Sites of the Ascetic Self takes up the discussion of the late Foucault to understand ascesis not as renunciatory, but as productive and transformative. Central for the subject’s cultivation of dispositions and ethical agency are ascetic practices, “daily practices of formation” (29), which Clements explores via rubrics of the bodily, the affective, and the communal. Through practices such as prayer, fasting, recitation, and friendship, Cassian’s ascetic subject molds the self and learns how to ethically inhabit a form of life. Cassian’s texts offer “an experience of forging an ascetic way of life” (4), the capacity of inhabiting the professio of the monk, bringing the eastern desert experience into the history of Western Christianity. This entails not only molding oneself in imitative ways in relation to an embodied ideal (and, ideally, becoming oneself such an ideal), but submitting one’s life to a form (a form of life) rather than merely obeying a rule.
Although methodologically indebted to and building on the work of Foucault, Clements separates herself in relation to Foucault’s texts precisely around the question of how to interpret Cassian. Foucault opposed the ethics of self-cultivation, which he explored on such occasions as the 1981-82 Collège de France lectures The Hermeneutics of the Subject, to the logic of Christian asceticism and monasticism, which for him stress questions of humility and obedience (something he explores, for example, in his earlier elaboration of pastoral power). By contrast, Clements’s argument is that Cassian’s asceticism must be engaged “beyond Foucault’s reading of him as obsessed with interiority and renunciation” in order to become “attentive to transformative arts of living” that it elaborates (29).
Sites of the Ascetic Self offers a detailed account of how Cassian, pace Foucault, instantiates the kind of concern with positive ascetic cultivation that Foucault found only elsewhere in non-Christian antiquity. Indeed, for Clements, this makes Cassian useful “for reimagining ethics as self-cultivation and transformation today.” (39) One question that remains open to this reader is whether through this reinterpretation of Cassian, a broader reinterpretation of Christianity, or at least Western Christian monasticism and modality of power, is implied. To put the question differently: Foucault’s genealogical connection of governmentality to Christian pastoral power was an attempt to think about the afterlives of monasticism in the present, beyond the context of its original formulation. And, even as he diagnosed a primacy of obedience, hierarchy, submission, and humility in the monastic matrix of pastoral power, he understood these as partaking in a positive and productive power (rather than the negative or prohibiting power of the law, which he had always juxtaposed to his investigations). In other words, even if the asceticism that is most compelling as a theoretical paradigm is one focused on self-transformation, it remains important that Foucault, prior to such a formulation, repeatedly traced the strange and unexpected monastic afterlives persisting into modernity. Are those material lives and afterlives of monasticism in modernity (found differently in disciplinary power and pastoral power) negated if we understand Cassian differently as Clements asks us to do, or does Cassian, despite being one of the progenitors of monasticism, remain at odds with these legacies of monasticism?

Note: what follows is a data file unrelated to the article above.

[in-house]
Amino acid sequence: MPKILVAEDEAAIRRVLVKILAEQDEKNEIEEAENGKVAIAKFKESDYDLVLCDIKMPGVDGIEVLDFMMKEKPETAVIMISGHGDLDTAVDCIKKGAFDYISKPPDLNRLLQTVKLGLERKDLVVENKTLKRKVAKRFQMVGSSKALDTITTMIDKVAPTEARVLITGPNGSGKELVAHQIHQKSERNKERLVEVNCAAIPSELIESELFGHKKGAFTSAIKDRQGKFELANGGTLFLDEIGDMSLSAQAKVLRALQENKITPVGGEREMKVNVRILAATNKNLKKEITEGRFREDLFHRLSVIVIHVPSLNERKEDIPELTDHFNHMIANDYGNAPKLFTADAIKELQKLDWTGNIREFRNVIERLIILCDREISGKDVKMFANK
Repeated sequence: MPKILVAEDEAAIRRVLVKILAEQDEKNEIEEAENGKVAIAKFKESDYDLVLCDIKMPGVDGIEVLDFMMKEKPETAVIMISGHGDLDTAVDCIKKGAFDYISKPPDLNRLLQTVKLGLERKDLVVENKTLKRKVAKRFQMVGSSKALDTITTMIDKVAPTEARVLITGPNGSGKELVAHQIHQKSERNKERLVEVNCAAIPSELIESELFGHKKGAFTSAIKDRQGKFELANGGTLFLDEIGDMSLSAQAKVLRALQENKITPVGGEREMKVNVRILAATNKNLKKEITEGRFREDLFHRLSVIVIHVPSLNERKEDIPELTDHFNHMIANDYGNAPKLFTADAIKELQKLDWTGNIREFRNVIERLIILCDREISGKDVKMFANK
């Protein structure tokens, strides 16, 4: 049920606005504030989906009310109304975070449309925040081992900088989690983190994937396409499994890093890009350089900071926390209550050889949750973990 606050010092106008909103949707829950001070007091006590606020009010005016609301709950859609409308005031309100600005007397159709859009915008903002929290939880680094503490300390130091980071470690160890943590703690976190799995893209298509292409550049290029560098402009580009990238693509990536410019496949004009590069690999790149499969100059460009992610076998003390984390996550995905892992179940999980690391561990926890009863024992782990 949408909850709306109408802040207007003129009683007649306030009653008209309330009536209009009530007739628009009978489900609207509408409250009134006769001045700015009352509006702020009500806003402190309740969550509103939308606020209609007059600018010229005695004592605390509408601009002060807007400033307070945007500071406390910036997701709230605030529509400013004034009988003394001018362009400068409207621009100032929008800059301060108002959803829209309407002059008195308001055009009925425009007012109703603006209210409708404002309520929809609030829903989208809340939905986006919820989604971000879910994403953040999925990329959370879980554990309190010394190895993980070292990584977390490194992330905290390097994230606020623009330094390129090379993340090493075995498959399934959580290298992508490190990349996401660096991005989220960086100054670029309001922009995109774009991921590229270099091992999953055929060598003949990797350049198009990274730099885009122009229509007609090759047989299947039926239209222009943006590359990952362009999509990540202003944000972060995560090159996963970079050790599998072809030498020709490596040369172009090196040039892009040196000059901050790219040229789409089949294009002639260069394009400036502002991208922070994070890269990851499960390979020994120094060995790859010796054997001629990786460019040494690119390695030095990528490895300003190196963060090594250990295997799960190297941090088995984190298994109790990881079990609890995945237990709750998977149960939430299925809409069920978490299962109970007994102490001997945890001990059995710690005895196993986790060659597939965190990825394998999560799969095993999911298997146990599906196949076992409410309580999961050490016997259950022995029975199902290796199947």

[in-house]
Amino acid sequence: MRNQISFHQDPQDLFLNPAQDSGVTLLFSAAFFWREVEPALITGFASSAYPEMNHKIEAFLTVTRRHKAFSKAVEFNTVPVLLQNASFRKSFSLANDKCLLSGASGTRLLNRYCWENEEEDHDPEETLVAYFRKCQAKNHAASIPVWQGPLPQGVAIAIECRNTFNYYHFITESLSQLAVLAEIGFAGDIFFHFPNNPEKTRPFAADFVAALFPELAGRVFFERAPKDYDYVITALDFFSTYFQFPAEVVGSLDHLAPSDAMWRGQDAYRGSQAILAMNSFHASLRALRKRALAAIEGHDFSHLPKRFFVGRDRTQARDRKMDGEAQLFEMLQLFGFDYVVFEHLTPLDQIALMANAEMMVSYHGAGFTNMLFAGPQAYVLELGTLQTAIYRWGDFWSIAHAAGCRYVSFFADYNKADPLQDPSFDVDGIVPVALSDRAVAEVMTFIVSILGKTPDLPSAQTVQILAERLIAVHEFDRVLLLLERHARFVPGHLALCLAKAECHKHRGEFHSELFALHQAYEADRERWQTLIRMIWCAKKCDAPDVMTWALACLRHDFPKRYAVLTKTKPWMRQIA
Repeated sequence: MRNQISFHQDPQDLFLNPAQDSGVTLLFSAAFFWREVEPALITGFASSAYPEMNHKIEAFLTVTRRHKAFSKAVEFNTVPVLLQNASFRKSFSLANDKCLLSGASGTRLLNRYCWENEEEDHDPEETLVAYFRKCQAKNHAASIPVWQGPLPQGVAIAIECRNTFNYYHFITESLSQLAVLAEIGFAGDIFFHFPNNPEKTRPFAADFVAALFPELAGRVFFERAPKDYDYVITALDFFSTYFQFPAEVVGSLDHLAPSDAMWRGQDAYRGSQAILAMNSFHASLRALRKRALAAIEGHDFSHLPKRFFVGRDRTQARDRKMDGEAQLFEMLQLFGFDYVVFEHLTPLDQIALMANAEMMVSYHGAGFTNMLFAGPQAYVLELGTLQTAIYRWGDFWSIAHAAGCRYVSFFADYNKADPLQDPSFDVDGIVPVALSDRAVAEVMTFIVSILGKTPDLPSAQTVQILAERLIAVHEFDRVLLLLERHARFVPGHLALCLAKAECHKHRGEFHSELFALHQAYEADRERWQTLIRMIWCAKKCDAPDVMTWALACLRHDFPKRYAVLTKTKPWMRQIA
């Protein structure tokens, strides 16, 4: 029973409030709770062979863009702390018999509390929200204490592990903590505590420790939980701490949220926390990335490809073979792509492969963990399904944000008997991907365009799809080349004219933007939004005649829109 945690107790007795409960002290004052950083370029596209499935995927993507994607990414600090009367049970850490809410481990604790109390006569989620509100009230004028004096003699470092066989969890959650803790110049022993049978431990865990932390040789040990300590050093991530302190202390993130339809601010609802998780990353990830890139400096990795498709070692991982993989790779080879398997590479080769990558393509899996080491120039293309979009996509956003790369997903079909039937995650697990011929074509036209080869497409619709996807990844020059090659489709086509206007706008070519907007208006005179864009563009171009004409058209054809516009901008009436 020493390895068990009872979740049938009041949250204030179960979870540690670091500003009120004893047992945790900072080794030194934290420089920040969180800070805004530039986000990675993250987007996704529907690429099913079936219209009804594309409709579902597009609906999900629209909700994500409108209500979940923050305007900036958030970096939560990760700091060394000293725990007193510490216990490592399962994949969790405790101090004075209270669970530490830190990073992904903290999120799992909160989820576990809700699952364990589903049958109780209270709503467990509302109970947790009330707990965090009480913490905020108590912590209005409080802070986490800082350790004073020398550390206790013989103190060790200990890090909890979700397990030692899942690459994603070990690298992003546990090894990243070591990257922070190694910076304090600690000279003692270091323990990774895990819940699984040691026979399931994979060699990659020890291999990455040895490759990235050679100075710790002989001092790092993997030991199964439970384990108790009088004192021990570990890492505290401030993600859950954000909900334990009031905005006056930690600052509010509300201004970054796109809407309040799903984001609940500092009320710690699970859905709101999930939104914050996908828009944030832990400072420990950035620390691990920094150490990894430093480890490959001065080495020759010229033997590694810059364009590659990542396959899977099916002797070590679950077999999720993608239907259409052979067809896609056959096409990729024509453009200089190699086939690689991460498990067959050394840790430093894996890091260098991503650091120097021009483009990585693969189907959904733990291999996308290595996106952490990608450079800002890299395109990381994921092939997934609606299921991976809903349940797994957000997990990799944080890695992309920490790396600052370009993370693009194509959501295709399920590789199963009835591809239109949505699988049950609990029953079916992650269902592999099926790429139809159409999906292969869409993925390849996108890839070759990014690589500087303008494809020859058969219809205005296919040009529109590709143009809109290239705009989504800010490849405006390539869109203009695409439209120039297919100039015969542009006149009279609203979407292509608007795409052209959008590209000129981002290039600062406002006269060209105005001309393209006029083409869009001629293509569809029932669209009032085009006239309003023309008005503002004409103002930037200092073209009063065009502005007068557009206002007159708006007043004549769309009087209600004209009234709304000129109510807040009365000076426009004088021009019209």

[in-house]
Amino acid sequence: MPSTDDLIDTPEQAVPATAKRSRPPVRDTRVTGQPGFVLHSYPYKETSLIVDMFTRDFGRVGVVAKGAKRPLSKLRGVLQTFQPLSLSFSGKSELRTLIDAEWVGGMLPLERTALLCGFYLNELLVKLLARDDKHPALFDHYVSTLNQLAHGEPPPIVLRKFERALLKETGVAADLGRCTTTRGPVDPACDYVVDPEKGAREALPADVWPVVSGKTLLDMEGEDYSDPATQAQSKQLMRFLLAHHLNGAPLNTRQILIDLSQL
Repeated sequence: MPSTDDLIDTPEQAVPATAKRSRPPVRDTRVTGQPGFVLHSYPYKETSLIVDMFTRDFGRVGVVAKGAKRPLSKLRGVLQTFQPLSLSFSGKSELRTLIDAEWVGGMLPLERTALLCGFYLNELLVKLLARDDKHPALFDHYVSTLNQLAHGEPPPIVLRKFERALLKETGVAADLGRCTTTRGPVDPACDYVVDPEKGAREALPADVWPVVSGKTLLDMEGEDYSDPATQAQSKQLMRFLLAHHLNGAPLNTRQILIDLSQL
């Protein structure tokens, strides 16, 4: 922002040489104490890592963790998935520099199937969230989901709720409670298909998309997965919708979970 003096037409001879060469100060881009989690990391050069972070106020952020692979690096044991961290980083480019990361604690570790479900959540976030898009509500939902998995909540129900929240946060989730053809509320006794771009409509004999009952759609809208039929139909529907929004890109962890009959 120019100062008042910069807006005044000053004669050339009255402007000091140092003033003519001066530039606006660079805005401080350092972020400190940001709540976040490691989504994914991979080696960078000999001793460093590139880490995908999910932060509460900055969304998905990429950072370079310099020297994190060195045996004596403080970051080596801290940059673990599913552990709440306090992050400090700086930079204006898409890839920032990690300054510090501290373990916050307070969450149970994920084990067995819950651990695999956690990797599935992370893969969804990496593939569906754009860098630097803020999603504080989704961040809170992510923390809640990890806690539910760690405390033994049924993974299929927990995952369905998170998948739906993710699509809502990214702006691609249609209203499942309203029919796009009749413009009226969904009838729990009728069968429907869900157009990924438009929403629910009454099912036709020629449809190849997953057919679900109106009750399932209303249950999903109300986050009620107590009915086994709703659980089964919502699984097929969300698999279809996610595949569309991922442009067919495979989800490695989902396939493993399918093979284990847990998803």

Smith’s Excessive Saints shows Thomas of Cantimpré’s mystical hagiographies as highly sophisticated, constructed, and reflexive literary and theological sites for the interrogation of the nature and significance of miracles, theories of the sign, modes of reading, and the status of gender and authority in the Christian mystical and hagiographical traditions. Thomas’s lives, in Smith’s hands, do theological work, offering their saints as objects of emulation and imitation, but also of excess and deformation. Smith’s intricate analyses of operations and theologies of signs (including that of Augustine) reveal Thomas as a skillful semiotician. What is at stake in Thomas’s lives are complex operations not only of cultivation but also of the opening up of the reader to the divine other in the context of new forms of medieval lay spirituality flowering in the 12th and 13th centuries. Throughout, what is particularly striking about Excessive Saints is the rigorous and lucid attention to detail that dilates the texts themselves into the direction of the unexpected and the astonishing.